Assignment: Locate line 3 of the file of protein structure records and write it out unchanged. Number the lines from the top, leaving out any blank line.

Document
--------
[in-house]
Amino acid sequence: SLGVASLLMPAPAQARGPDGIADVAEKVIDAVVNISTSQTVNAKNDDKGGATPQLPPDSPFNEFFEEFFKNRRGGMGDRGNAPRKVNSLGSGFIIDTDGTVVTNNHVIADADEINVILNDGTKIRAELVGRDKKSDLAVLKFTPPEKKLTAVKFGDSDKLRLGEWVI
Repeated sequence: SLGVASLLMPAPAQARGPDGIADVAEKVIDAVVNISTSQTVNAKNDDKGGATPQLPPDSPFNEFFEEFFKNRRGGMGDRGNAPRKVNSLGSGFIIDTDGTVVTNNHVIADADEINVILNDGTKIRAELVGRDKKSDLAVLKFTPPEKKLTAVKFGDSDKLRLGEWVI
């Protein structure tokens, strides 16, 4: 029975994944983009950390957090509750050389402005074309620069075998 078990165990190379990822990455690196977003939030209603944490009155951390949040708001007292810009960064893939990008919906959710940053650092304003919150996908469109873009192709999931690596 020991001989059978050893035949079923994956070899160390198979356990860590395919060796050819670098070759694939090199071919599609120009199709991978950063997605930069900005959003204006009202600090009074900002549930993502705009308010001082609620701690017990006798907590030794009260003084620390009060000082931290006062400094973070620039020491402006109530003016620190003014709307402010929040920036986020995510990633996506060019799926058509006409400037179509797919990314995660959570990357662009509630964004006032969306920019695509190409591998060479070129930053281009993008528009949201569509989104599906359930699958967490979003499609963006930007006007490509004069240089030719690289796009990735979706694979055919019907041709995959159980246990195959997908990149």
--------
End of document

Repeated sequence: SLGVASLLMPAPAQARGPDGIADVAEKVIDAVVNISTSQTVNAKNDDKGGATPQLPPDSPFNEFFEEFFKNRRGGMGDRGNAPRKVNSLGSGFIIDTDGTVVTNNHVIADADEINVILNDGTKIRAELVGRDKKSDLAVLKFTPPEKKLTAVKFGDSDKLRLGEWVI